As the scorching humid heat of the summer wanes and the scorching less-humid heat of fall dawns, Louisiana enters into its final stages of election season — the peak of which will culminate in the election of the governor. But aside from state-wide elections such as this, there are other local and municipal elections taking place that do not receive the attention (whether it be media, voter participation or otherwise) that they deserve.

On the website of the Secretary of State of Louisiana (SoS), the department whose job it is to inform on upcoming elections, there is a page solely dedicated to showing you what state-wide and local offices have candidates running for election. From your representative in the state legislature to your local tax assessor, from the sheriff to even the coroner, if there is a public office in your city or parish, they are probably up for election this year.

These races aren’t the most high-profile, but small offices like this have the most impact on your day-to-day life. They are the places in government where ideology meets pragmatism and produces policy that “works good enough” and ideally gets change done in our community. It’s where our national partisan differences somewhat breakdown to focus more intently on improving our shared community.

Even so, you should still be sure to carefully weigh each candidate’s views before ticking that box come Oct. 12. After all, who your sheriff is will determine how law is enforced, who composes your school board determines what school you and your neighbor's children will go to, and who is in your city council determines how city resources and services are utilized.

City council members especially should have pressure put on them on what they have done to make the municipality they work for better than when they got there.

Indeed, they are the ones who make decisions on how to finance many of the things that we care about — things like water quality, road maintenance, drainage efficiency and traffic control. City councils are meant to upgrade these services to run more efficiently and respond to issues that arise from their malfunction. Neither the governor nor president can do much about local issues like these, but it is your council person’s duty to try and fix them.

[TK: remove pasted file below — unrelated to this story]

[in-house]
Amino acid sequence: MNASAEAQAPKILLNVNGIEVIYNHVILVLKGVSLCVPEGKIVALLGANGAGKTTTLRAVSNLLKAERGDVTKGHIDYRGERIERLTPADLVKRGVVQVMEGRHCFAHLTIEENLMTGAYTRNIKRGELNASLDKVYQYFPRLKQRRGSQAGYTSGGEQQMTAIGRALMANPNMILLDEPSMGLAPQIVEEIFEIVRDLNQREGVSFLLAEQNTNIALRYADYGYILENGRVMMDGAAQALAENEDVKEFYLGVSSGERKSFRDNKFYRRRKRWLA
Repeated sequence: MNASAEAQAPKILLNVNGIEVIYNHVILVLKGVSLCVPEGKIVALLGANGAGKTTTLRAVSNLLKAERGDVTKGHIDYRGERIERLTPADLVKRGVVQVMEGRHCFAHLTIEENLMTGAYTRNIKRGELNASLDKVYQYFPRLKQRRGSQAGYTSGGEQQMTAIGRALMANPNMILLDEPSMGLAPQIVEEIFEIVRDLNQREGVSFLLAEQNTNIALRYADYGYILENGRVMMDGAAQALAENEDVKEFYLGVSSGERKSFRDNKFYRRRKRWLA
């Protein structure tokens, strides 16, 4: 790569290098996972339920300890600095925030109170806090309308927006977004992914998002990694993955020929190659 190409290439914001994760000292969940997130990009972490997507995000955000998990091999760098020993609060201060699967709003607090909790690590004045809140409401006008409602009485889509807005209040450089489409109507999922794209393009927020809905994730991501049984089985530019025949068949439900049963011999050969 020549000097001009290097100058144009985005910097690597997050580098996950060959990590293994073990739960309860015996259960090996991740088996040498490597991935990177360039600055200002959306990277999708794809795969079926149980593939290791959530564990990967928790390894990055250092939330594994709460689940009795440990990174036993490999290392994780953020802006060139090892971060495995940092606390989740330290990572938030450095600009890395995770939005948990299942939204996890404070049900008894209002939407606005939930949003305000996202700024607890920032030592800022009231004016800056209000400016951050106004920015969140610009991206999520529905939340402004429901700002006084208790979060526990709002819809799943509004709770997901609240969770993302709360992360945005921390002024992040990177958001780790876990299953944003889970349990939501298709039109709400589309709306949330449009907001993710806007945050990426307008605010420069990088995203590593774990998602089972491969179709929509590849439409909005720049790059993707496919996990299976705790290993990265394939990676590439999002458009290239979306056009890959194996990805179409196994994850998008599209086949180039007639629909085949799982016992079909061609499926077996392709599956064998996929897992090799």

If by this point you feel somewhat obliged or urged to vote, then welcome aboard the “Democracy Train” where our next stop is October. Before you can change the world (or at least the Lafayette region) one vote at a time, you may need some resources to learn who is running where and what. There are many resources available to help you find out what municipal districts you are in and who is running.

As mentioned before, the SoS is tasked with informing the public about state-wide and local elections. Their website will always have the most up-to-date information, and, as a bonus, three weeks before election day the SoS will publish sample ballots of what you will see in the ballot box come election day so you will walk in as a mindful and prepared voter.

The SoS will only give you information on who is running and their party affiliation; they do not provide information on the platforms those candidates are running on. For that, I suggest looking at those candidates’ campaign websites or other websites that are dedicated to listing out politicians’ views. and are two great resources for finding information on small elections.

The point I am hoping to drive across is this: In Louisiana, we are given lots and lots of opportunities for choice (we elect the parish coroner for goodness’ sake). Many of the people who serve in the offices that shape how we live our lives are not appointed or born into their position, they are elected; they are accountable to the charters and constitutions that define their position and to we the people that put them there. Let us make sure we all participate fully in these elections come October so those who lead us are representative of our ideals and interests, the ones that make our home a safer, cleaner and happier place to live.

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